Elizabeth Holmes trial: Former Theranos lab employee details concerns over company’s ability to perform blood tests

In her testimony, Cheung detailed her growing concerns about the company’s devices failing quality control tests in the research lab, as well as what she said was manipulation of data to pass the test. the quality. This led her to question the capabilities of the startup’s proprietary testing machine, which she said was only used on a small number of tests at the time it was hailed as the breakthrough innovation of the company.

Sometimes, she said, Theranos employees deleted as many as two out of six data points as part of a test in order to pass quality control. She said there had been no standard protocol within Theranos for determining when outlier removal was appropriate, but noted that this was something that happened “frequently” within the company and said it would “normally be considered a selective choice”.

Cheung testified that she voiced her concerns to supervisors, including speaking with a senior Theranos executive who she said rejected her as not qualified to intervene. She said she was told she had little visibility on the company. Cheung resigned shortly thereafter, just six months after joining the blood testing startup in 2013 as a recent college graduate.

Cheung first spoke on Tuesday as the second government witness in the long-awaited trial of Holmes, which faces a dozen federal fraud and conspiracy charges over allegations she knowingly misled investors, patients and doctors on the capabilities of his company’s exclusive blood. test the technology. Holmes, who has pleaded not guilty, faces up to 20 years in prison.

Cheung previously recounted being eager to work for a founder promising patients the ability to test for diseases like cancer and diabetes with just a few drops of blood, only to become “really stressed and uncomfortable with what was going on.” , as she said. Wednesday.

Many details of Cheung’s experience have come to light over the years as she has become a prominent figure in the history of the disgraced startup. Cheung, who contacted the Centers for Medicare and Medicaid Services to investigate Theranos in 2015, was featured in “Bad Blood,” the definitive book on society by Wall Street Journal reporter John Carreyrou who first broke it. story, as well as in the HBO documentary “The Inventor”. She also gave a TED talk on her experience as a whistleblower.

She testified that she had “amassed a lot of evidence” suggesting that the company’s technology was not adequate and that she did not feel comfortable performing tests on patients. “I was trying to talk to as many people as possible but I didn’t seem to get it,” she said on Wednesday, noting that she eventually, as a “last resort”, spoke with a Wall Street Journal reporter, presumably Carreyrou although not directly named, who contacted her about an investigation into the company.

The prosecution presented a chart on Wednesday that included internal data from March 2014 showing that about 25% of tests on Theranos proprietary devices failed quality control. Cheung, who left the following month, said this differed significantly from the failure rate of third-party testing devices approved by the U.S. Food and Drug Administration. The latter rarely failed, she said.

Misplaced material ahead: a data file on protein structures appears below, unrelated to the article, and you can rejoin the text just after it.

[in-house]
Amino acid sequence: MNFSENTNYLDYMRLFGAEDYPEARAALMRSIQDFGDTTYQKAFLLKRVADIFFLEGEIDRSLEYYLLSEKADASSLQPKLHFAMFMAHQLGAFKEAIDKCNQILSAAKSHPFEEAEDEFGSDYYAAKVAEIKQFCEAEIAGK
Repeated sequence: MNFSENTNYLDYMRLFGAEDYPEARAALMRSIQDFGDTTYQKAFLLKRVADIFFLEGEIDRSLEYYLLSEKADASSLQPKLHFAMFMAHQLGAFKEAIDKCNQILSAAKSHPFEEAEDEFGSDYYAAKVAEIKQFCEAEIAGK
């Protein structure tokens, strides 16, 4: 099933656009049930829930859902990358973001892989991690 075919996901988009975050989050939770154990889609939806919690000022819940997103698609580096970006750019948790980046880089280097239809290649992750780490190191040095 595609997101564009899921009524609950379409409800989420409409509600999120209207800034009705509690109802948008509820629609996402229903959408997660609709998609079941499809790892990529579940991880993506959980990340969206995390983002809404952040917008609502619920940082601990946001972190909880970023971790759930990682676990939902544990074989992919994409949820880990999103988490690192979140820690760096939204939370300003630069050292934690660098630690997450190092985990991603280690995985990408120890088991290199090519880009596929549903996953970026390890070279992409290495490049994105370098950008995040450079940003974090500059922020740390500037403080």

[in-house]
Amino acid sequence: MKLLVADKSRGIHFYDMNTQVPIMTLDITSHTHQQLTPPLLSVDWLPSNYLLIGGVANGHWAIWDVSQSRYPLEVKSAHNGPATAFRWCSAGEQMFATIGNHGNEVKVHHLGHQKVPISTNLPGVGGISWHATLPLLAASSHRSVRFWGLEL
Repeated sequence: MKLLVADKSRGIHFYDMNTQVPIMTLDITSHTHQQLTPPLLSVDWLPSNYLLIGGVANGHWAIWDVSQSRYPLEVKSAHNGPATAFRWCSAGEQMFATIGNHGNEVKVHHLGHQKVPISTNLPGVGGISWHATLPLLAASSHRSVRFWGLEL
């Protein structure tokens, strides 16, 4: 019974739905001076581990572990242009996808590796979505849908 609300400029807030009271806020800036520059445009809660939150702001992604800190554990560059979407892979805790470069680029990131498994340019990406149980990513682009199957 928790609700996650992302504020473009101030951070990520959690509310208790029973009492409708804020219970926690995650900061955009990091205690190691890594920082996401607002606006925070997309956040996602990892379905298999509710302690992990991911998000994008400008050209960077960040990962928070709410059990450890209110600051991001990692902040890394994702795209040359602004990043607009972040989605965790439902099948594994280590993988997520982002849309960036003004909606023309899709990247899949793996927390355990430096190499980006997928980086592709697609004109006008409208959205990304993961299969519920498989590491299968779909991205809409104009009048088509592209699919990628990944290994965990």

During cross-examination, Holmes’ defense attorney Lance Wade attempted to point out Cheung’s lack of experience and qualifications as a young college graduate whose first job was with the startup by having him recount the names and qualifications of the superiors of his team, including those with doctorate, medical degrees.

Addressing his testimony about the omission of outlier data, Wade showed benchmarking charts indicating that Theranos disclosed when that data was removed to show it was being considered. He also presented jurors with the names of those who signed Theranos ‘validation documents for regulators, including the lab director – Holmes’ signature was not there. In the opening defense statement last week, Wade pointed out to jurors that it is ultimately the lab director – not the CEO – who decides the accuracy and reliability of the tests.

His cross-examination of Cheung will continue when the trial resumes on Friday.

There was little direct mention of Holmes during the early hours of Cheung’s testimony on Wednesday, but towards the end of her questioning, the prosecution asked if she had considered speaking to Holmes directly before resigning over her concerns . Cheung said she did not, citing a close relationship with a colleague, Tyler Shultz, who was also a Theranos whistleblower and whose grandfather – former Secretary of State George Shultz – sat in the board of directors of the company. Tyler Shultz, Cheung said, had emailed Holmes about some of the same concerns she had raised, including quality control. (Cheung said Tyler Shultz had a closer relationship with Holmes, so she didn’t do it herself.)

Cheung said she and Shultz also met with her grandfather, who has since passed away, to share their concerns with him. Tyler Shultz is also an expected witness.

According to a court document filed last week, Theranos spent more than $ 150,000 on a private investigator to spy on Cheung and Shultz.

Years after leaving the company, the two started a nonprofit called Ethics in Entrepreneurship.

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